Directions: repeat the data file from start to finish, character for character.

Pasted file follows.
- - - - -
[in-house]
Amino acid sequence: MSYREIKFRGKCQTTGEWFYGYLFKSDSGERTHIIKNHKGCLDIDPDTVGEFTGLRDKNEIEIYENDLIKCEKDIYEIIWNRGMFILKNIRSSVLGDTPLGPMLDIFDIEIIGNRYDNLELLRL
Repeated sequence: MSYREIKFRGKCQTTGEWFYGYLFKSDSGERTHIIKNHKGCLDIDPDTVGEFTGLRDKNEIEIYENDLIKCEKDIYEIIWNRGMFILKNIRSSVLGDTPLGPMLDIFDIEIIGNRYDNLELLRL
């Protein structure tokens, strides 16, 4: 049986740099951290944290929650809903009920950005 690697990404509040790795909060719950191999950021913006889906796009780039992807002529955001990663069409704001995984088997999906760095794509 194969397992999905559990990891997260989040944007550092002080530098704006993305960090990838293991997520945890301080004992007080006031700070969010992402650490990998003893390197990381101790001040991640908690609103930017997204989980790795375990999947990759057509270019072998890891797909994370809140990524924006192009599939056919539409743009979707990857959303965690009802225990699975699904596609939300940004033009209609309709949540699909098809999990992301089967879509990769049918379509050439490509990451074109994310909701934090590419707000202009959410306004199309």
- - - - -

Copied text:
[in-house]
Amino acid sequence: MSYREIKFRGKCQTTGEWFYGYLFKSDSGERTHIIKNHKGCLDIDPDTVGEFTGLRDKNEIEIYENDLIKCEKDIYEIIWNRGMFILKNIRSSVLGDTPLGPMLDIFDIEIIGNRYDNLELLRL
Repeated sequence: MSYREIKFRGKCQTTGEWFYGYLFKSDSGERTHIIKNHKGCLDIDPDTVGEFTGLRDKNEIEIYENDLIKCEKDIYEIIWNRGMFILKNIRSSVLGDTPLGPMLDIFDIEIIGNRYDNLELLRL
């Protein structure tokens, strides 16, 4: 049986740099951290944290929650809903009920950005 690697990404509040790795909060719950191999950021913006889906796009780039992807002529955001990663069409704001995984088997999906760095794509 194969397992999905559990990891997260989040944007550092002080530098704006993305960090990838293991997520945890301080004992007080006031700070969010992402650490990998003893390197990381101790001040991640908690609103930017997204989980790795375990999947990759057509270019072998890891797909994370809140990524924006192009599939056919539409743009979707990857959303965690009802225990699975699904596609939300940004033009209609309709949540699909098809999990992301089967879509990769049918379509050439490509990451074109994310909701934090590419707000202009959410306004199309």